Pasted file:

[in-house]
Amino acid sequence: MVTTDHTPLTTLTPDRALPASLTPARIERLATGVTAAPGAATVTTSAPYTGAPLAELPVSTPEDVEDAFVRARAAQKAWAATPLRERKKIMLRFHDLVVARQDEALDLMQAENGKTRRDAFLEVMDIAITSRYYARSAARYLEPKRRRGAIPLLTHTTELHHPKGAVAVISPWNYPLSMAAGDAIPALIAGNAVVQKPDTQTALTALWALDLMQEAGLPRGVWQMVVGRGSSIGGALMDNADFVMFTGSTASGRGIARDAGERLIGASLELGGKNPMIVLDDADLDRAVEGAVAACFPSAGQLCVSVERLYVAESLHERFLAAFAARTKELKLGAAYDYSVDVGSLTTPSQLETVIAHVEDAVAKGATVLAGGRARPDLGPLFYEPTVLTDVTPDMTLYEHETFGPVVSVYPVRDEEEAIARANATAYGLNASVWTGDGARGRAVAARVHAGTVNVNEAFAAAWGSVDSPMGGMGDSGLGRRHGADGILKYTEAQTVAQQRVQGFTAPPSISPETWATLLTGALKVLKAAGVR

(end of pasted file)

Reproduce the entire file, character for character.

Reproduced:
[in-house]
Amino acid sequence: MVTTDHTPLTTLTPDRALPASLTPARIERLATGVTAAPGAATVTTSAPYTGAPLAELPVSTPEDVEDAFVRARAAQKAWAATPLRERKKIMLRFHDLVVARQDEALDLMQAENGKTRRDAFLEVMDIAITSRYYARSAARYLEPKRRRGAIPLLTHTTELHHPKGAVAVISPWNYPLSMAAGDAIPALIAGNAVVQKPDTQTALTALWALDLMQEAGLPRGVWQMVVGRGSSIGGALMDNADFVMFTGSTASGRGIARDAGERLIGASLELGGKNPMIVLDDADLDRAVEGAVAACFPSAGQLCVSVERLYVAESLHERFLAAFAARTKELKLGAAYDYSVDVGSLTTPSQLETVIAHVEDAVAKGATVLAGGRARPDLGPLFYEPTVLTDVTPDMTLYEHETFGPVVSVYPVRDEEEAIARANATAYGLNASVWTGDGARGRAVAARVHAGTVNVNEAFAAAWGSVDSPMGGMGDSGLGRRHGADGILKYTEAQTVAQQRVQGFTAPPSISPETWATLLTGALKVLKAAGVR